Maximum segment size
The maximum segment size (MSS) is a parameter of the TCP protocol that specifies the largest amount of data, specified in octets, that a computer or communications device can receive in a single TCP segment. It does not count the TCP header or the IP header. The IP datagram containing a TCP segment may be self-contained within a single packet, or it may be reconstructed from several fragmented pieces; either way, the MSS limit applies to the total amount of data contained in the final, reconstructed TCP segment.
The maximum segment size to avoid fragmentation is equal to the largest datagram size that any host is required to be able to reassemble minus the IP header size and TCP header sizes. Therefore IPv4 hosts are required to be able to handle an MSS of 536 octets (= 576 - 20 - 20) and IPv6 hosts are required to be able to handle an MSS of 1220 octets (= 1280 - 40 - 20).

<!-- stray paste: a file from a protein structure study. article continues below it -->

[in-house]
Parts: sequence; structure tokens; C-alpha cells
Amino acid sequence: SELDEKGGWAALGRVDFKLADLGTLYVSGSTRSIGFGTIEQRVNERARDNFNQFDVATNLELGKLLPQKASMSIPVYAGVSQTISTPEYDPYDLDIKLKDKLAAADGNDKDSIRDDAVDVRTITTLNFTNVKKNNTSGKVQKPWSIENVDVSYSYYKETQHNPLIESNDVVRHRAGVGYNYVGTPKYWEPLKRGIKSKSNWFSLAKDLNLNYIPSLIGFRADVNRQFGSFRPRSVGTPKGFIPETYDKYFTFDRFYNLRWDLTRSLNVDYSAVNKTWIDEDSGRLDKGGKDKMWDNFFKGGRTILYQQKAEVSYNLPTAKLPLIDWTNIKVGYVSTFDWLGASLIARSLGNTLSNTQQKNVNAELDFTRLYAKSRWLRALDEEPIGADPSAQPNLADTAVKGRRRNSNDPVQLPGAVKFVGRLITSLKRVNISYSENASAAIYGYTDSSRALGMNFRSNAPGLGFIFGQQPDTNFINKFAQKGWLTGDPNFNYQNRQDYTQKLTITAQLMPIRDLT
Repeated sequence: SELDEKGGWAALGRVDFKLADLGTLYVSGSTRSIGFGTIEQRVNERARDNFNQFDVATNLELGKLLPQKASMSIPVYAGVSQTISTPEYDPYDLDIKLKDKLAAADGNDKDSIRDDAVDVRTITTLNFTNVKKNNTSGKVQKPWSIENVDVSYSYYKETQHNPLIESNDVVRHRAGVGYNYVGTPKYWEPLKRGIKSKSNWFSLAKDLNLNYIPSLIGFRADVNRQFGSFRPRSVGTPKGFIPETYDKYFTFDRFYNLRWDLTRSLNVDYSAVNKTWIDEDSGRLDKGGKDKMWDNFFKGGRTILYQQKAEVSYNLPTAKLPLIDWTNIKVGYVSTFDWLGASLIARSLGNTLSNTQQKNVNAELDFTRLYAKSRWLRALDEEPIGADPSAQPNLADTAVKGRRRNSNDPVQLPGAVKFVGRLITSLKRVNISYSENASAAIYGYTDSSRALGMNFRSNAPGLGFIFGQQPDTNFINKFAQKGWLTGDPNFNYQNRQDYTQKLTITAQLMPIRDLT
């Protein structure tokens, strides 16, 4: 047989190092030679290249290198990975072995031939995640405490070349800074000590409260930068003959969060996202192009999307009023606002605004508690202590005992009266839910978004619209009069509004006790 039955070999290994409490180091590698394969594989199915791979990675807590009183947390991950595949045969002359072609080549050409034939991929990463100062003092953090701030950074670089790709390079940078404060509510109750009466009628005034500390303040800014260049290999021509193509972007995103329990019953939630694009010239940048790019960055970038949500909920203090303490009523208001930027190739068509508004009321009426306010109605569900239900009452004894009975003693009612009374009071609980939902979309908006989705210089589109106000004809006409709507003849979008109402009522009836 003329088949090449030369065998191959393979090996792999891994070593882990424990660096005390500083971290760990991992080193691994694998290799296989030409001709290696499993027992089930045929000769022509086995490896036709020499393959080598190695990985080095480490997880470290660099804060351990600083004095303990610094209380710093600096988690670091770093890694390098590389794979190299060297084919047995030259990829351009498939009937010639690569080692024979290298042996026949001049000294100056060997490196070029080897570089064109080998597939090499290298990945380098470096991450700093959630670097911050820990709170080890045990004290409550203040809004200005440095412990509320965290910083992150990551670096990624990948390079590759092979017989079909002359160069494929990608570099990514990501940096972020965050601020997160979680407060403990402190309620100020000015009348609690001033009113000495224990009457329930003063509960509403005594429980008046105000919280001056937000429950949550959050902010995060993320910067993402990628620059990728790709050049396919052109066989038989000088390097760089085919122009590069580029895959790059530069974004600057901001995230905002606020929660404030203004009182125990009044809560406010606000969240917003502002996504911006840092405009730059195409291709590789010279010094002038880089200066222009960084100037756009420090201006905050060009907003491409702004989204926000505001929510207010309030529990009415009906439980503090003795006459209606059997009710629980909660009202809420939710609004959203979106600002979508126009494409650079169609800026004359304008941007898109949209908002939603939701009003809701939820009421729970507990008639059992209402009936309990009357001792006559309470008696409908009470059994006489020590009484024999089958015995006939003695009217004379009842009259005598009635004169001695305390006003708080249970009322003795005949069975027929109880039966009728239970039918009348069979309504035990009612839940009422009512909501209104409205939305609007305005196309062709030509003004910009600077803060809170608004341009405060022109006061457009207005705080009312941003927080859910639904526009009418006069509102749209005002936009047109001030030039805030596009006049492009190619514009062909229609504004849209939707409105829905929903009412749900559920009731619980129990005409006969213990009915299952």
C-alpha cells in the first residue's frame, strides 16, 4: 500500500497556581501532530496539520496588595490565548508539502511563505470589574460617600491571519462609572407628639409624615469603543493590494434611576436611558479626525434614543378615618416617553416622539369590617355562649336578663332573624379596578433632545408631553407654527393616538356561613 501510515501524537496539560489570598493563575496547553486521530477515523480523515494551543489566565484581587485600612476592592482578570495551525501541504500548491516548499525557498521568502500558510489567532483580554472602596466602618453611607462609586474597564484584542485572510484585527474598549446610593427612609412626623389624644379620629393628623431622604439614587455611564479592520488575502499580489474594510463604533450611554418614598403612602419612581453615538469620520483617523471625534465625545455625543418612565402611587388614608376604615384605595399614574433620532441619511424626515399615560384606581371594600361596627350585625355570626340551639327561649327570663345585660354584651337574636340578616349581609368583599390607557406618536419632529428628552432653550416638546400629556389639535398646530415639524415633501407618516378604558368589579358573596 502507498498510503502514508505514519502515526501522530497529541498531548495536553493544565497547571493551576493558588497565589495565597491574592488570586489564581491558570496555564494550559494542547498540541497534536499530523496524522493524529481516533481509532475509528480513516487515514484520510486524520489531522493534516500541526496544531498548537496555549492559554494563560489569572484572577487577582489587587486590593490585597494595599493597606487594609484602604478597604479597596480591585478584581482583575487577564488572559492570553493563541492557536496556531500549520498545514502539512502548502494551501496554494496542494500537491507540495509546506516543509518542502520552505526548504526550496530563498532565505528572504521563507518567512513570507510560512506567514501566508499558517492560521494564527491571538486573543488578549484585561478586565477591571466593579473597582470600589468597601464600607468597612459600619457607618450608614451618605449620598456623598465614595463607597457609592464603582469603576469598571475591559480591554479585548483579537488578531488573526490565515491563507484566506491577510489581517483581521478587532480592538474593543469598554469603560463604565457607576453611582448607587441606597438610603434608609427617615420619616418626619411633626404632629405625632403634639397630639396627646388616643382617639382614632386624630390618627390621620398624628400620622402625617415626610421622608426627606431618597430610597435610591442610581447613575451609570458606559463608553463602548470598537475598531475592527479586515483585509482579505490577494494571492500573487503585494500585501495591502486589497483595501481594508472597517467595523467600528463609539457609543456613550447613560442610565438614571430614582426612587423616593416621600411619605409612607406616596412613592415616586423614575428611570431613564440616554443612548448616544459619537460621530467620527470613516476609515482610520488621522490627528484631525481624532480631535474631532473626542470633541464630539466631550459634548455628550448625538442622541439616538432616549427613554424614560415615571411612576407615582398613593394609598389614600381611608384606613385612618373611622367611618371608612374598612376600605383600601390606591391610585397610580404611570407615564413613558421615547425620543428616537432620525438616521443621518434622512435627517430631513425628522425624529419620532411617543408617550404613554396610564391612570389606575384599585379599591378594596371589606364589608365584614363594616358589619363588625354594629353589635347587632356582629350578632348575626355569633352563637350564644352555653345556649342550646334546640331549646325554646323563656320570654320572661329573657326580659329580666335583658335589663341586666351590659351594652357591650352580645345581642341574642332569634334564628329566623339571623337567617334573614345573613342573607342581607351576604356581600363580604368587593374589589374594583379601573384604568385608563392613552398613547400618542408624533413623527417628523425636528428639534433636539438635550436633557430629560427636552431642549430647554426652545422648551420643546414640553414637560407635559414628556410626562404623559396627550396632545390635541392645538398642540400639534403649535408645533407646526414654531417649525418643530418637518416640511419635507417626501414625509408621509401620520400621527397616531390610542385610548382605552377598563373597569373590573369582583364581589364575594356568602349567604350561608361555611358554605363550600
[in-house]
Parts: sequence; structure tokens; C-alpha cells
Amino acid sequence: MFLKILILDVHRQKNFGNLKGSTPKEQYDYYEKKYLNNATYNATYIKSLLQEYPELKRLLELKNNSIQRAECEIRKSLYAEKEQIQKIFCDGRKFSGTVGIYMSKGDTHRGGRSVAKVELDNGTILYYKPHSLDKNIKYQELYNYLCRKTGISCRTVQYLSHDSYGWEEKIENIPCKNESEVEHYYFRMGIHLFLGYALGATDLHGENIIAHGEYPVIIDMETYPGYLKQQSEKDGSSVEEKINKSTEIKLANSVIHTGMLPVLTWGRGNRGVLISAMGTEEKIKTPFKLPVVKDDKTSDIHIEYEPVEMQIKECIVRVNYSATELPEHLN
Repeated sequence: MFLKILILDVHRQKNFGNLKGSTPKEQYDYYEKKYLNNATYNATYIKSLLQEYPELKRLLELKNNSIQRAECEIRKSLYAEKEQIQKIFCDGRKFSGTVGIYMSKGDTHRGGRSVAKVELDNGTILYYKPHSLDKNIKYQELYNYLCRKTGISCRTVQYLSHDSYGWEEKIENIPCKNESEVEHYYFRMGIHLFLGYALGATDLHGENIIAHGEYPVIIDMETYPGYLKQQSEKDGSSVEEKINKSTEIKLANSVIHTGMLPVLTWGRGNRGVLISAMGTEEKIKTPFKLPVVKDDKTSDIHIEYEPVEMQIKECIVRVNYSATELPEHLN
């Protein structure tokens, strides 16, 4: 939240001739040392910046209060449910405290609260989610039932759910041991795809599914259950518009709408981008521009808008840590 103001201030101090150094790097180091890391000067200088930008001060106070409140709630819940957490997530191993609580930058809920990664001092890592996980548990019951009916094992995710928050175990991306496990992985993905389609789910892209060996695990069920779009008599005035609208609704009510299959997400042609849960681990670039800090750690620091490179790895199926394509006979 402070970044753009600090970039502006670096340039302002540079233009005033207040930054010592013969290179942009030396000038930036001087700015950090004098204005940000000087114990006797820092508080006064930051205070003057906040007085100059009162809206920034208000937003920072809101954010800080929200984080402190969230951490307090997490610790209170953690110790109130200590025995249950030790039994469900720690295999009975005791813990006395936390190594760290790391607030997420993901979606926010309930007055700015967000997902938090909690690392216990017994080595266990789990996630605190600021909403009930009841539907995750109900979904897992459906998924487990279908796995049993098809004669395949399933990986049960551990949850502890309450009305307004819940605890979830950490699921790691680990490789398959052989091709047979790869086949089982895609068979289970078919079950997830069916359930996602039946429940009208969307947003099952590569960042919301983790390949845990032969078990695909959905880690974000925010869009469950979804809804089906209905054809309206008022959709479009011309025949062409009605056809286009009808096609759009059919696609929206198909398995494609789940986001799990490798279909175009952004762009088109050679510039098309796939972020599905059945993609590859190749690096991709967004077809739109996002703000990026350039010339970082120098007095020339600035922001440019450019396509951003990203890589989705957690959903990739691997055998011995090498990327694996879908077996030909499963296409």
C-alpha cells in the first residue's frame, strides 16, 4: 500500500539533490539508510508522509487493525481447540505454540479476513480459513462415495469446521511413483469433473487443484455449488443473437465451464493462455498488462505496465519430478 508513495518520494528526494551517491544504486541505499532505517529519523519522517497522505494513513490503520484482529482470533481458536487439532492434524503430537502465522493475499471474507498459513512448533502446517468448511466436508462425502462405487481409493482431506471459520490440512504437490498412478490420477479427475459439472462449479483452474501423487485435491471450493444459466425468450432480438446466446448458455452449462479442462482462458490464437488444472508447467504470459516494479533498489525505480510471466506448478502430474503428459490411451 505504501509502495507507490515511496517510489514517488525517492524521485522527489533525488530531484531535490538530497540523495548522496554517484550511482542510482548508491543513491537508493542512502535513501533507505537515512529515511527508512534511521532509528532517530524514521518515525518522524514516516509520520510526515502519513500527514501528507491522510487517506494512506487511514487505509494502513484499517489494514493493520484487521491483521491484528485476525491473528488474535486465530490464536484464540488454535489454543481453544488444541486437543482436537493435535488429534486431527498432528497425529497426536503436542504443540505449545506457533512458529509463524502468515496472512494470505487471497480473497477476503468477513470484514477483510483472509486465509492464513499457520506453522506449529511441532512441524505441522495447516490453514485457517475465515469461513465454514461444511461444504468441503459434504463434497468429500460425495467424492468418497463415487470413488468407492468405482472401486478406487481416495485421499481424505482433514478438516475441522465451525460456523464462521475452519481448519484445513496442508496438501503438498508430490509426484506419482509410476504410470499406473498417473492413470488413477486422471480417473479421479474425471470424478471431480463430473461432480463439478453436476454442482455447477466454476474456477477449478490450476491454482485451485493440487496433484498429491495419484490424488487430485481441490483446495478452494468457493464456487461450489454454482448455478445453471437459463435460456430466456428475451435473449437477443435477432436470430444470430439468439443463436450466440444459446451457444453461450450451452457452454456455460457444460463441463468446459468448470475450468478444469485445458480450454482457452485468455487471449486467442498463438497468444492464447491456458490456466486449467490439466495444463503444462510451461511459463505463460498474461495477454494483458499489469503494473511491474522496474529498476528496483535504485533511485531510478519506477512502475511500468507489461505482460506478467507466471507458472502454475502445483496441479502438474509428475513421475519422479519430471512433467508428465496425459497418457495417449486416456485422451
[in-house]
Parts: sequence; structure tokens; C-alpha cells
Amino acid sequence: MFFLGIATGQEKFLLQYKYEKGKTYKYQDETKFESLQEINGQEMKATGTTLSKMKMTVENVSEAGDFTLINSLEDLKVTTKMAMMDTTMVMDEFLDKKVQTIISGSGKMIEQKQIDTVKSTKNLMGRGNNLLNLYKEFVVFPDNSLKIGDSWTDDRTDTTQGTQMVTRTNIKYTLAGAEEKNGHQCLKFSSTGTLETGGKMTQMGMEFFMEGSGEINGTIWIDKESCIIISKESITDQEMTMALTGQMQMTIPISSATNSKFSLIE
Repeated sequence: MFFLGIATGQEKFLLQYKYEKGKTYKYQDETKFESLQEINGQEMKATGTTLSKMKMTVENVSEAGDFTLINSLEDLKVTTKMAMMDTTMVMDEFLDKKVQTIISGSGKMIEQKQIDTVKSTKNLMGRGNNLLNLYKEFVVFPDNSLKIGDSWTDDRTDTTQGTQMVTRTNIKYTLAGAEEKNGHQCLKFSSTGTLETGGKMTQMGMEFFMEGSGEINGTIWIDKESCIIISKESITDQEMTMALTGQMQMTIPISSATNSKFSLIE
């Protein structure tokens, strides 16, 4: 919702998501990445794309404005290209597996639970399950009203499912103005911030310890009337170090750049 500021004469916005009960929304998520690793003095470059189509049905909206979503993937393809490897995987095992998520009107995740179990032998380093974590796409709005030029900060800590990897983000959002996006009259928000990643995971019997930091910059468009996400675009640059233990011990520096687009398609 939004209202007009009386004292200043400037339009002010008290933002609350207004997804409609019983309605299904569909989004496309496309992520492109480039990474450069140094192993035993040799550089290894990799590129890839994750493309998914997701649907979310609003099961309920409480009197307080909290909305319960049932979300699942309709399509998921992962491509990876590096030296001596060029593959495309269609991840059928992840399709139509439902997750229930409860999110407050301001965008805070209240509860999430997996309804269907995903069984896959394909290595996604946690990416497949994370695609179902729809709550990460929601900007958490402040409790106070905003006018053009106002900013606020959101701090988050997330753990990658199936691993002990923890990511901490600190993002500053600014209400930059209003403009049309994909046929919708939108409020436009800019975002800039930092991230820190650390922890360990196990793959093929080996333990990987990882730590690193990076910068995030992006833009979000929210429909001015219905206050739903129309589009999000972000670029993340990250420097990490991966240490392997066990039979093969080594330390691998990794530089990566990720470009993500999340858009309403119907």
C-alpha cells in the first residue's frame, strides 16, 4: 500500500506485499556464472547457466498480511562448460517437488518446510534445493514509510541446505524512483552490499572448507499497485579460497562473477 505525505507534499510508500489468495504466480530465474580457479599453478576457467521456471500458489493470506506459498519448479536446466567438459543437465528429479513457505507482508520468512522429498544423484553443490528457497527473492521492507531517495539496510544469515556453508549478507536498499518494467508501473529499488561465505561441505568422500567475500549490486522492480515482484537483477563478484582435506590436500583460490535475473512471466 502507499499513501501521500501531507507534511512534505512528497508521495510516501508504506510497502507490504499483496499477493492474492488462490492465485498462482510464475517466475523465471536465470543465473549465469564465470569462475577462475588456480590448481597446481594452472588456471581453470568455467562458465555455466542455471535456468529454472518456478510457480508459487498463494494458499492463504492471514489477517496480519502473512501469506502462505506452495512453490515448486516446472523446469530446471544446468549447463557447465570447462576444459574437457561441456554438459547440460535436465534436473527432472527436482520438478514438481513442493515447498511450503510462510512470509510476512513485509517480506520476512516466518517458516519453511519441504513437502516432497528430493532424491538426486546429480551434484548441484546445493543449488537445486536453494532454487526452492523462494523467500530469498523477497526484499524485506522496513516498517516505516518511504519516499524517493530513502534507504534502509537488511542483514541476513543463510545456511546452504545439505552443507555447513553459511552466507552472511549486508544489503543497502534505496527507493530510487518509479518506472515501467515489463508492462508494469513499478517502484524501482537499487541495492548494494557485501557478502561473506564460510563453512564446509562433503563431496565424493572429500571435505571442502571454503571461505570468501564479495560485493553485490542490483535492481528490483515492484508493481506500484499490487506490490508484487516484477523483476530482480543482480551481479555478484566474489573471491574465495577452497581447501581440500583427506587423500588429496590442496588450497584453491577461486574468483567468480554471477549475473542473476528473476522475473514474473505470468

- Comer, Douglas E. (2006). Internetworking with TCP/IP. Vol. 1 (5/E ed.). Upper Saddle River, NJ, USA: Prentice Hall.
- Kozierok, Charles M. (2005-09-20). The TCP/IP Guide (3.0 ed.). Retrieved 2011-09-08.
- RFC 879, page 2, Section 3, "The MSS counts only data octets in the segment, it does not count the TCP header or the IP header."
- RFC 2460, page 28, Section 8.3
- RFC 879, page 1, Section 1
- RFC 2460, page 24, Section 5
- The TCP/IP Guide, TCP Maximum Segment Size (MSS) and Relationship to IP Datagram Size
|This computer networking article is a stub. You can help Wikipedia by expanding it.|